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I’ve administrated a lot of contests, calls for submissions and open submission periods over the years in which a publishing house or organization accepts manuscripts, stories, or query letters from the public.

Every single time a percentage of the applicants will be rejected for not following the directions. The directions are never complicated—there are typically some guidelines about font size, page numbers, and how to include your name and contact information.  No matter how plainly we state these requirements, how many boxes we make people check stating that they followed them, we always receive submissions that just plain didn’t follow the instructions.

Those submissions get rejected.

Some of those guidelines are for the submitter’s benefit. For instance, a rule to not include your name on the manuscript protects everyone in the contest from favoritism (or prejudice) from the judges.

Rejecting rule-breaking submissions is not just a power trip. Here are three good reasons that it’s in the interest of the publishing house or contest administrator to reject submissions that don’t follow instructions.

1. Sorting submissions is a thankless and cumbersome process. It takes a lot of time to sort submissions, and there is no compensation for rejected manuscripts. Instructions and formatting guidelines are often designed to make the review process more efficient.

Guidelines allow the reviewers to read comfortably and easily compare two manuscripts. If they need someone’s contact information they know right where to find it without having to hunt through each submission.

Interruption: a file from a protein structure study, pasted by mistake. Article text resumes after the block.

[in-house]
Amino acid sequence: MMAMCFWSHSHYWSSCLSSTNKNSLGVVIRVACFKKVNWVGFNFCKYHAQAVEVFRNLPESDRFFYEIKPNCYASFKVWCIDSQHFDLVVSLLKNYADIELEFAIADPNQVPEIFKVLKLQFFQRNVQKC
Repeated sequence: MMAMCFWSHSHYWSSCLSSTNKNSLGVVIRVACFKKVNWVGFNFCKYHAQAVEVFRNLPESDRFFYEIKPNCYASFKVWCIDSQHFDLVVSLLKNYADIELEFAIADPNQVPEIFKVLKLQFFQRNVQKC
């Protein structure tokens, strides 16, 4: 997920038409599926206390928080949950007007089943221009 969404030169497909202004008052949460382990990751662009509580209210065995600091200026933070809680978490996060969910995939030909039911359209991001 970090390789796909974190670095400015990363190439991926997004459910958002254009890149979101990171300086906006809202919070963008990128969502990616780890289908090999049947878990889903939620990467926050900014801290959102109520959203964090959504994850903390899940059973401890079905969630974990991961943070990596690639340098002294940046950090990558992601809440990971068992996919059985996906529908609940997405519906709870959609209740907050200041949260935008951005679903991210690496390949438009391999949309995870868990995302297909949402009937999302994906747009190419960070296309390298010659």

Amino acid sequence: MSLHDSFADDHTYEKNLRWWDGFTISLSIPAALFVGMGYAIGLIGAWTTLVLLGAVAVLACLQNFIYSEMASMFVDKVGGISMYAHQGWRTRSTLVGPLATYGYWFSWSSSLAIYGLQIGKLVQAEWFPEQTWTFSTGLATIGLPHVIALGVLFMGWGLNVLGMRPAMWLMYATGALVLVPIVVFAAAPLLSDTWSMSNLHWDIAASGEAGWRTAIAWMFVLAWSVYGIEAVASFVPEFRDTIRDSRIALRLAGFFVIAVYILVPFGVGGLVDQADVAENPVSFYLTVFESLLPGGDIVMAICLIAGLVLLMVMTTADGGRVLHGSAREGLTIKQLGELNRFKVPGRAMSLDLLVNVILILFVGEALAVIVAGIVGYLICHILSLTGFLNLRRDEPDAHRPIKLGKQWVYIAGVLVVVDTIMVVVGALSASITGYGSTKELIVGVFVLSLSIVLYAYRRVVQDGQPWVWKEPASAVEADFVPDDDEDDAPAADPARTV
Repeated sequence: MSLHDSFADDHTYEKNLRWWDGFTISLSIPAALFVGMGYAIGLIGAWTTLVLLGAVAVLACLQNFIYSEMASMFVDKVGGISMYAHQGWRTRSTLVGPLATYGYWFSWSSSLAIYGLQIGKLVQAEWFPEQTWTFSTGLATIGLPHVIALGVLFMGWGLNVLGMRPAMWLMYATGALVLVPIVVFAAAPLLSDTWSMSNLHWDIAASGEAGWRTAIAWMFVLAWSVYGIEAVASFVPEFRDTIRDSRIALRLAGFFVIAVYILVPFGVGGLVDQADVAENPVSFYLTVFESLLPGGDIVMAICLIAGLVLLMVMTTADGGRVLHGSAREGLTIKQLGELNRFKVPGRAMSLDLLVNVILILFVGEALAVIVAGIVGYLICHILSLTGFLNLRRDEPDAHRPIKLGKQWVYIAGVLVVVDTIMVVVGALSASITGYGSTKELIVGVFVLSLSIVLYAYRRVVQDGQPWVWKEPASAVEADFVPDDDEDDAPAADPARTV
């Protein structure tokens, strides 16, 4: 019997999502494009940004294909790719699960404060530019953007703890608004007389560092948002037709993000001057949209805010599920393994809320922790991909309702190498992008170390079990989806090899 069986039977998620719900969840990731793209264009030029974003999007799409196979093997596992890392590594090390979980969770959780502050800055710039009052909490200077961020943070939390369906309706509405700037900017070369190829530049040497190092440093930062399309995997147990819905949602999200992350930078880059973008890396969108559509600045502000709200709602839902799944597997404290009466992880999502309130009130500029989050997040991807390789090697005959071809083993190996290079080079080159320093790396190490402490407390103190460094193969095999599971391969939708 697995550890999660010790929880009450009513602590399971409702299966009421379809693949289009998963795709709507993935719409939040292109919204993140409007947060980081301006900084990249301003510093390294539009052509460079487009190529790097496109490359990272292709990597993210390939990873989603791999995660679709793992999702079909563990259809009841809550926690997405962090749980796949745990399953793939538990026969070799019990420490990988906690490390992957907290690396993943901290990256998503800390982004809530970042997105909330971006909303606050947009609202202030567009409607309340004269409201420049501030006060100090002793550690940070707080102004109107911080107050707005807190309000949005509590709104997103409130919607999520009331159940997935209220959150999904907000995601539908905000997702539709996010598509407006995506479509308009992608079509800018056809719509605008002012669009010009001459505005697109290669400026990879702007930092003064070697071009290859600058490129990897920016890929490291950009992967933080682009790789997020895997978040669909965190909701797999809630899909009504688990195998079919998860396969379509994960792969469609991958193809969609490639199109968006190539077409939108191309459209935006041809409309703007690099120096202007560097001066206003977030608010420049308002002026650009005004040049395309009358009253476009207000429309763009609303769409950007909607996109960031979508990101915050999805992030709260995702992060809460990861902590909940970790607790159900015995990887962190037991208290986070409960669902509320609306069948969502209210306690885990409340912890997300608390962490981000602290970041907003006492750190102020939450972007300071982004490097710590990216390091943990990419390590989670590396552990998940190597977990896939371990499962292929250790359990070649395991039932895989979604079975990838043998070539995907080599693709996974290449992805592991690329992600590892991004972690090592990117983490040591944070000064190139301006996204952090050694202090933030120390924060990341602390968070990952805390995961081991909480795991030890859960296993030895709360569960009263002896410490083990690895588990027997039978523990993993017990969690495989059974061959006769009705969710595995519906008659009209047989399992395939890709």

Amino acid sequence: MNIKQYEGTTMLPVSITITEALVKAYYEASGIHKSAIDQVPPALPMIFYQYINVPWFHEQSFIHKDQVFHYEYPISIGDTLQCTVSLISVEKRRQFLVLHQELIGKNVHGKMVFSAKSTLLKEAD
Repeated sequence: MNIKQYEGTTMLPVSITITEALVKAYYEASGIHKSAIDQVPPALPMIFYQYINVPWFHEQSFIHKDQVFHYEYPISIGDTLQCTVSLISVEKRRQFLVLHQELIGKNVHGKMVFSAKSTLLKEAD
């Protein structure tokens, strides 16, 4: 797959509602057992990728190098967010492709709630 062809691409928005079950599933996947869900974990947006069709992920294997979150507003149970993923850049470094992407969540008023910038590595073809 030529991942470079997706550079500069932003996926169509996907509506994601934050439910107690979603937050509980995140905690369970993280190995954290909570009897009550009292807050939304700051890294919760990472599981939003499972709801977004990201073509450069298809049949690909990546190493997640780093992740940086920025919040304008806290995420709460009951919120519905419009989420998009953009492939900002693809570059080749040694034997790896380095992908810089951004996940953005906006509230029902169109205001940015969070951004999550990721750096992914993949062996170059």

When your manuscript doesn’t follow instructions, it consumes an inordinate amount of resources. Sure, it might just add 5 minutes to the process. But 5 minutes multiplied by 1,000 manuscripts is 80 hours of extra work.

2. It’s a buyer’s market. I’ve never run an opportunity where we didn’t have way more submissions than we needed. An opportunity of any legitimacy is flooded with good applicants.

If there’s a fair way to make the stack shorter, for instance because they didn’t follow instructions, it just makes good business sense to take it.

3. People that can’t follow instructions aren’t great people to work with.  If you are given an opportunity to publish, there will be a time when the publisher gives you instructions and expects you to follow them. If an applicant can’t follow instructions regarding font size, how effective of a partner will they be to execute  a marketing plan? It’s best to eliminate this person from consideration before they waste any more time.

When a publisher is evaluating manuscripts, it might start with the quality of the writing, but the question we’re all really asking is, “who do I want to work with?” Probably someone who can read instructions and follow them.

Follow the instructions. A few minutes of formatting on your end will save the publishing house or contest administrator hours of time on their end.  Publishers who reject manuscripts and queries that don’t follow the instructions are well within their rights and good sense to do so.

And sorry, I know the “Chiller” font makes your horror story that much scarier (true story), but if it can’t get the job done in Times New Roman, it’s just not good enough yet.


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